fpclassify, isfinite, isnormal, isnan, isinf - floating-point classification macros
Link with -lm.
Feature Test Macro Requirements for glibc (see feature_test_macros(7)):
fpclassify(), isfinite(), isnormal():_XOPEN_SOURCE >= 600 || _ISOC99_SOURCE || _POSIX_C_SOURCE >= 200112L;isnan():
or cc -std=c99_BSD_SOURCE || _SVID_SOURCE || _XOPEN_SOURCE || _ISOC99_SOURCE || _POSIX_C_SOURCE >= 200112L;isinf():
or cc -std=c99_BSD_SOURCE || _SVID_SOURCE || _XOPEN_SOURCE >= 600 || _ISOC99_SOURCE || _POSIX_C_SOURCE >= 200112L;
or cc -std=c99
Floating point numbers can have special values, such as infinite or NaN. With the macro fpclassify(x) you can find out what type x is. The macro takes any floating-point expression as argument. The result is one of the following values:
FP_NAN x is "Not a Number". FP_INFINITE x is either positive infinity or negative infinity. FP_ZERO x is zero. FP_SUBNORMAL x is too small to be represented in normalized format. FP_NORMAL if nothing of the above is correct then it must be a normal floating-point number. The other macros provide a short answer to some standard questions. isfinite(x) returns a nonzero value if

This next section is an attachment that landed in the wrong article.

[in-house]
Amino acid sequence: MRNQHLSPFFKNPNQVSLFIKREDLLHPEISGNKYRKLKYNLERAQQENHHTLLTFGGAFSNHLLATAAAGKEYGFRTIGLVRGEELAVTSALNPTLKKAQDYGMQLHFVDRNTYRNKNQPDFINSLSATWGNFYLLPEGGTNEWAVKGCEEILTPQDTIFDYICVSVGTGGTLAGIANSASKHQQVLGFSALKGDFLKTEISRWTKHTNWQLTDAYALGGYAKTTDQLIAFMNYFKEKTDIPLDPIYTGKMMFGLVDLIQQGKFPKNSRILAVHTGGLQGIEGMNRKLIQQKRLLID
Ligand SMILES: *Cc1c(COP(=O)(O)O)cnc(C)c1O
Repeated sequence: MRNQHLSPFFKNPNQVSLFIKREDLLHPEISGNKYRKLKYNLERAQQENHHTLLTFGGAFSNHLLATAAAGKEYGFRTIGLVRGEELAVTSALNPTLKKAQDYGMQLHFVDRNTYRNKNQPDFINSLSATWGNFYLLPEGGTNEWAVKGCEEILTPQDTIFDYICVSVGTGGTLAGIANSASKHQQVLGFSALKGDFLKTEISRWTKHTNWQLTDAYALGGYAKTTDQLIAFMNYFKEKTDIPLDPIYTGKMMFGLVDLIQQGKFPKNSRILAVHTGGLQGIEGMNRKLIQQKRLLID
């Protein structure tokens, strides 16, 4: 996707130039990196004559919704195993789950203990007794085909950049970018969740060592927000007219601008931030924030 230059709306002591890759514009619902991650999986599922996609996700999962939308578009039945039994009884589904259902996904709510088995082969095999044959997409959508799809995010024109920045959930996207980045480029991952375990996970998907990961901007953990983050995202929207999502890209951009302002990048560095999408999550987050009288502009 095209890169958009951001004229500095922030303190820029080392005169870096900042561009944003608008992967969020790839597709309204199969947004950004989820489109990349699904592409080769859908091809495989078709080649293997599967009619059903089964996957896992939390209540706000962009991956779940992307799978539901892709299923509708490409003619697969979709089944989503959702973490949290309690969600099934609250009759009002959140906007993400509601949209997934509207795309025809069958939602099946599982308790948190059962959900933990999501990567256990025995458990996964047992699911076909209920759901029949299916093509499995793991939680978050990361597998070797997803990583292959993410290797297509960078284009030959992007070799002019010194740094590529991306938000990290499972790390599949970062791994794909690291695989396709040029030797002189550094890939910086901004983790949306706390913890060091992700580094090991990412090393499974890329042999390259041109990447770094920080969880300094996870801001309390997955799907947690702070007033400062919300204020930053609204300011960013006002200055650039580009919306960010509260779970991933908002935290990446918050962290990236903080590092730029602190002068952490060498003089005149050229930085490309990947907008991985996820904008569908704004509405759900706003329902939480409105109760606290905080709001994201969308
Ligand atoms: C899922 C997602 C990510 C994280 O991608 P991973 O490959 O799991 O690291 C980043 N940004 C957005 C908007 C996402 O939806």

(fpclassify(x) != FP_NAN && fpclassify(x) != FP_INFINITE)
isnormal(x) returns a nonzero value if (fpclassify(x) == FP_NORMAL) isnan(x) returns a nonzero value if (fpclassify(x) == FP_NAN) isinf(x) returns 1 if x is positive infinity, and -1 if x is negative infinity.
For isinf(), the standards merely say that the return value is nonzero if and only if the argument has an infinite value.
In glibc 2.01 and earlier, isinf() returns a nonzero value (actually: 1) if x is positive infinity or negative infinity. (This is all that C99 requires.)
finite(3), INFINITY(3), isgreater(3), signbit(3)
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